A quick-thinking student saved the day during Thursday’s tragic shooting that left one person dead and three others injured. The deadly Thursday afternoon shooting spree on the Seattle Pacific University campus was still raging when Jon Meis, a student on patrol as a hall monitor, averted further bloodshed.
Meis used pepper spray to stun the gunman, identified by police as 26-year-old Aaron Ybarra, while the man was reloading his shotgun. Ybarra, who was not a Seattle Pacific University student, had already allegedly killed one person and wounded at least two others. Meis wrestled Ybarra to the ground after putting him in a choke hold, according to accounts from police and friends after the shooting. Other students and university staff helped restrain Ybarra until Seattle police arrived.
The Seattle campus was on lock-down following the shooting, which occurred inside a university hallway.
“It was super-terrifying,” said SPU sophomore Kharis Lund. “There were a lot of people crying and calling their parents.” According to his roommate, Ryan Salgado, even the heroic Jon Meis appeared to be in shock after the events of the day.
The Seattle police department booked Ybarra into King County Jail for investigation of murder. His motive wasn’t clear, but he was well-armed with extra shotgun shells and a knife, according to police.
“He was hellbent on killing a lot of people today,” a law enforcement official who was briefed on the investigation told the Seattle Times.
The suspect was described by friends as a normal guy who didn’t drink or do drugs. According to one friend, Ybarra was in an upbeat mood after being hired for a new job.
Zack McKinley, who said he was one of Ybarra’s closest friends, spoke about the suspect:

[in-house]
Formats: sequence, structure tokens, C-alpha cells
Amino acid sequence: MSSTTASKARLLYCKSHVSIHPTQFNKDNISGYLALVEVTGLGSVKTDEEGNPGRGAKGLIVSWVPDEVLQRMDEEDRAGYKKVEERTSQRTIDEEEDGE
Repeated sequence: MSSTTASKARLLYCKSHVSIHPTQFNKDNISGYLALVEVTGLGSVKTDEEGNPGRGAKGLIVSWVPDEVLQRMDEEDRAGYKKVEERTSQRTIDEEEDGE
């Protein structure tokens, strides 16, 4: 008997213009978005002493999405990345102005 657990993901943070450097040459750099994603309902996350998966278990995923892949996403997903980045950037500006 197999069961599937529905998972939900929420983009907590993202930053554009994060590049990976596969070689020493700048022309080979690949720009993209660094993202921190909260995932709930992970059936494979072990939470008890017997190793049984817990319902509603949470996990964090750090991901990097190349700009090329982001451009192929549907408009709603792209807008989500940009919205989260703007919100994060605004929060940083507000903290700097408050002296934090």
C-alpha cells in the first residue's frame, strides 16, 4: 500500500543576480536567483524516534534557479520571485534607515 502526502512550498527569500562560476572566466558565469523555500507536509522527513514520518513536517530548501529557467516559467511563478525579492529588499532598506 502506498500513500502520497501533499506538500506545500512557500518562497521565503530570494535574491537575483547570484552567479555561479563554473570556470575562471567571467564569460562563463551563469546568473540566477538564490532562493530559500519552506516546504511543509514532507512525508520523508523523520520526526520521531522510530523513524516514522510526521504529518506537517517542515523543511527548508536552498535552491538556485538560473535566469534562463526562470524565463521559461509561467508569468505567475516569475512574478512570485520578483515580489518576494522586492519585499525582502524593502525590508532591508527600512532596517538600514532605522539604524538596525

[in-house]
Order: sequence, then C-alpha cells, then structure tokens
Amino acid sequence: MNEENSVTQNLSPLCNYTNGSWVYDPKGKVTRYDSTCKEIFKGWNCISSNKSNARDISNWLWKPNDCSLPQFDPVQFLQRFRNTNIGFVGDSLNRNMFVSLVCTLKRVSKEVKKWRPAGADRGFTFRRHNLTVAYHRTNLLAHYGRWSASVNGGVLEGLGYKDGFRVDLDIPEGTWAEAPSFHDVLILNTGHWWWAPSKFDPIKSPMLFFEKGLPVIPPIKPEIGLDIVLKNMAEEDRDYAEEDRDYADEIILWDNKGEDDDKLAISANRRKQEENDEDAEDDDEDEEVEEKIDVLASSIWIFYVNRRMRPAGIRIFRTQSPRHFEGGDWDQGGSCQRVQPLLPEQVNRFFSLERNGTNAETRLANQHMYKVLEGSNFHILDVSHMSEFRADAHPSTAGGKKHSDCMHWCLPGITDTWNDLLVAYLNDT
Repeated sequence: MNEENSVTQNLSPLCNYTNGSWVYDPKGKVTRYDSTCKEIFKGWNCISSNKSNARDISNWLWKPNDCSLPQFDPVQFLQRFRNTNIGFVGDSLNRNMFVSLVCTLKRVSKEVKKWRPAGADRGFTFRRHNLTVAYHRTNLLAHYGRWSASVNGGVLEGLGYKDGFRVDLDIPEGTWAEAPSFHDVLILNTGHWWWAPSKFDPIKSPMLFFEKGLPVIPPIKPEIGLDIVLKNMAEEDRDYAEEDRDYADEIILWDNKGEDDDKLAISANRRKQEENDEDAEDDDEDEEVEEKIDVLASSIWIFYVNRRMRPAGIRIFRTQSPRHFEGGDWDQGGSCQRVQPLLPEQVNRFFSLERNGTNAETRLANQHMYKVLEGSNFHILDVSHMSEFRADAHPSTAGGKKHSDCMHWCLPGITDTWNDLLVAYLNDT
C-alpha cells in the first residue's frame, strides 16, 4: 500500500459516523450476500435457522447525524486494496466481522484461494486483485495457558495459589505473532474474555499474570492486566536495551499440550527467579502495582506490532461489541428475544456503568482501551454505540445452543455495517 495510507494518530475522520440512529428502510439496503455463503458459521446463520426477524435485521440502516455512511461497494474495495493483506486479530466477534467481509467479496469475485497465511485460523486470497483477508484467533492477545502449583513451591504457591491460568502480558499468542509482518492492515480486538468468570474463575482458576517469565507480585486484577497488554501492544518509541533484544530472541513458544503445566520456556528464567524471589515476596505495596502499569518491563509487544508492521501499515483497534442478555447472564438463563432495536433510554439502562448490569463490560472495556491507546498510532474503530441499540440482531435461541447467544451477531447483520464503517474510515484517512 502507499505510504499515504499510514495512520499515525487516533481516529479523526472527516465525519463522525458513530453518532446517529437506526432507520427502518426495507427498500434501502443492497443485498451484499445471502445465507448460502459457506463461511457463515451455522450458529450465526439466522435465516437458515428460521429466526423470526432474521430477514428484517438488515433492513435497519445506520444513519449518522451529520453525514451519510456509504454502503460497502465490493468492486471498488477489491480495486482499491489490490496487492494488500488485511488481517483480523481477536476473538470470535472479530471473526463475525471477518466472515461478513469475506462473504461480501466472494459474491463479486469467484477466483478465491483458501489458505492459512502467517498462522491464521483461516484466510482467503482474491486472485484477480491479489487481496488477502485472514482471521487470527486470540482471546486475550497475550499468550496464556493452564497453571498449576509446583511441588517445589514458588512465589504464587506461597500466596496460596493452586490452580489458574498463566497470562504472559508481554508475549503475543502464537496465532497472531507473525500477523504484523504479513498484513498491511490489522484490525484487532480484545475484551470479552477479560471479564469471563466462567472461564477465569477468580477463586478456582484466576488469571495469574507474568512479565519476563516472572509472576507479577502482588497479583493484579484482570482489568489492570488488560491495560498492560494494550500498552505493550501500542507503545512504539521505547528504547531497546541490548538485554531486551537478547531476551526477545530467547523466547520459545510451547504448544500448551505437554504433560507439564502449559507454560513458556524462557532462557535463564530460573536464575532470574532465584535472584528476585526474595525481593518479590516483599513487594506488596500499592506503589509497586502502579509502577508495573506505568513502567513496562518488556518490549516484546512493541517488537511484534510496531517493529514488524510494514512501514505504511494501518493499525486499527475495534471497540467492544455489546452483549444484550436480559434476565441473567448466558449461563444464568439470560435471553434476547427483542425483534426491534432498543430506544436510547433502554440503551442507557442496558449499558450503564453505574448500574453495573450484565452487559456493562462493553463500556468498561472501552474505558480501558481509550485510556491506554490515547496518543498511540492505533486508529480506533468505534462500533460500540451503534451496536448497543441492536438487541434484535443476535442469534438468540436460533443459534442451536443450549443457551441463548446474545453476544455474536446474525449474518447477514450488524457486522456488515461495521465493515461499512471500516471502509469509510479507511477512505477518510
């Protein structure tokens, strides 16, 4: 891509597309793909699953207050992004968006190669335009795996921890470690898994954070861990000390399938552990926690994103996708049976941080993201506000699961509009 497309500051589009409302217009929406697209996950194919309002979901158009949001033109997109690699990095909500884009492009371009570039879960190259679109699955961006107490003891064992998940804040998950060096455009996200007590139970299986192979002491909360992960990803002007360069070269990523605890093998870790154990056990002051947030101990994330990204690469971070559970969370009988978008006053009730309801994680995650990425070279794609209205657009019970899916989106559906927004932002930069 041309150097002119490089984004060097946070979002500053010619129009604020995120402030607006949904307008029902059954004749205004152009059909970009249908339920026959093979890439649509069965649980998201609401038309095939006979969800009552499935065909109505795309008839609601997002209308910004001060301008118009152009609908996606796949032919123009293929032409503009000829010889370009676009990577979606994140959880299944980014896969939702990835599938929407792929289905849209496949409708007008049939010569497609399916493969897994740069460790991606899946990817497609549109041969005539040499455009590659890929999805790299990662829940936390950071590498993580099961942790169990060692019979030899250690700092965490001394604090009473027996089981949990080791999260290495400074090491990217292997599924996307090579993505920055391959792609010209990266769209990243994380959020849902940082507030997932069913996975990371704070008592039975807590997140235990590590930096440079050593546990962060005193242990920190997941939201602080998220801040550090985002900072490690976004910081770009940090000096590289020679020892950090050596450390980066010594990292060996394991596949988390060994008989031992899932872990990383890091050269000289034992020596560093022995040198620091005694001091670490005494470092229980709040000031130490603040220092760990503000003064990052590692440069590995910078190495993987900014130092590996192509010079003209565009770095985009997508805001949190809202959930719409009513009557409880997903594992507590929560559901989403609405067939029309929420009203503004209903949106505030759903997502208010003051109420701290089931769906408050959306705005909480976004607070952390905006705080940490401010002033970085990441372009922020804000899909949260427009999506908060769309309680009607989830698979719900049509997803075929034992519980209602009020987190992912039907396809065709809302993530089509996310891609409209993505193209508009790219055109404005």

“It makes no sense at all. He’s super happy and friendly. He’s an awesome guy, someone who would never let you down. I’m really good at deciphering if someone’s got bad news or in trouble. I’m blown away by this. He called me yesterday and asked if I wanted to go fishing.”
One 19-year-old man was pronounced dead when he arrived at an area hospital, and another Seattle woman, 20 years old, was listed in critical condition. A 24-year-old man was listed in satisfactory condition after suffering pellet wounds to the neck and chest, and one additional person was taken to the hospital with minor injuries.
One witness told CNN that she heard popping sounds, screaming, and saw students covered in blood after the shooting started.
“When I walked outside and saw someone down, that was disturbing seeing a bunch of bullets around,” said Seattle Pacific University Briana Clarke. “Seeing my friend outside being treated, that was hard to swallow.”
She added that she could have easily been one of the shooting victims.
Her fears were not unfounded. Police have said that more people could have been harmed in the shooting if those nearby hadn’t intervened.
“This story is not about an evil act but about the people that actually lived through this scenario and assisted each other when things were pretty tragic,” said Seattle’s Assistant Police Chief, Paul McDonagh.
Seattle Pacific University closed Otto Miller Hall, where students were shot, and cancelled classes on Friday. The university scheduled a Friday prayer service in memory of those killed and injured in this terrible tragedy.